U.N. chief Ban Ki-moon on Tuesday said the Syria "calamity" is turning into a global crisis as U.S. President Barack Obama led growing calls for an end to Bashar Assad's rule.
Condemnations of Assad marked the opening day of the U.N. General Assembly of world leaders, as the conflict passes 18 months and the international community remains deadlocked over how to end the bloodshed.
The conflict "is a regional calamity with global ramifications" that needs action by the Security Council, Ban said in the opening address of the assembly.
"The international community should not look the other way as violence spirals out of control," Ban told world leaders, adding that "brutal" rights abuses were being committed by Assad's forces.
He said the Security Council and countries in the region must "solidly and concretely" support peace efforts by U.N.-Arab League envoy Lakhdar Brahimi.
"We must stop the violence and flow of arms to both sides and set in motion a Syrian-led transition as soon as possible," Ban added.
The 15-nation Security Council has become paralyzed by deadlock over the conflict which Syrian activists say has left more than 29,000 dead.
Russia, Assad's main ally, and China have vetoed three Security Council resolutions which could have led to sanctions against the Syrian government.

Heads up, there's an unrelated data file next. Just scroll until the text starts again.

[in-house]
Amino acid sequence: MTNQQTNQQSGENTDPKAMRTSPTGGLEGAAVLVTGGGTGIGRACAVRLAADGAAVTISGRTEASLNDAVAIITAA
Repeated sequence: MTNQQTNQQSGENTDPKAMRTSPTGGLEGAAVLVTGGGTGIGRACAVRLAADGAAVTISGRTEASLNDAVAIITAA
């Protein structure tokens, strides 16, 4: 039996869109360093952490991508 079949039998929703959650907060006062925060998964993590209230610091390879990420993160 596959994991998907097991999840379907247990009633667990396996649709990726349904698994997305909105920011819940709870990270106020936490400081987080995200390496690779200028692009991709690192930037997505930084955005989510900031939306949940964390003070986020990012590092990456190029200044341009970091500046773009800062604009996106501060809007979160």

Obama said there had to be "sanctions and consequences" for atrocities committed in the war and that Assad must go. He also said that Iran "props up a dictator in Damascus."
"The future must not belong to a dictator who massacres his people," Obama told the assembly.
"If there is a cause that cries out for protest in the world today, it is a regime that tortures children and shoots rockets at apartment buildings."
He told leaders: "As we meet here, we again declare that the regime of Bashar Assad must come to an end so that the suffering of the Syrian people can stop, and a new dawn can begin."
Obama also warned that the international community must stop the uprising against Assad turning into "a cycle of sectarian violence."
He said the United States wants a Syria "that is united and inclusive; where children don't need to fear their own government, and all Syrians have a say in how they are governed -- Sunnis and Alawites; Kurds and Christians."
"That is the outcome that we will work for -- with sanctions and consequences for those who persecute; and assistance and support for those who work for this common good," Obama said.
"We believe that the Syrians who embrace this vision will have the strength and legitimacy to lead."
Brazil's President Dilma Rousseff, whose country hesitated over action against Assad when it was on the U.N. Security Council, said that the government "bears the largest share of responsibility" for the violence.
But she also highlighted the role of opposition groups "especially those that increasingly rely on foreign military and logistical support."
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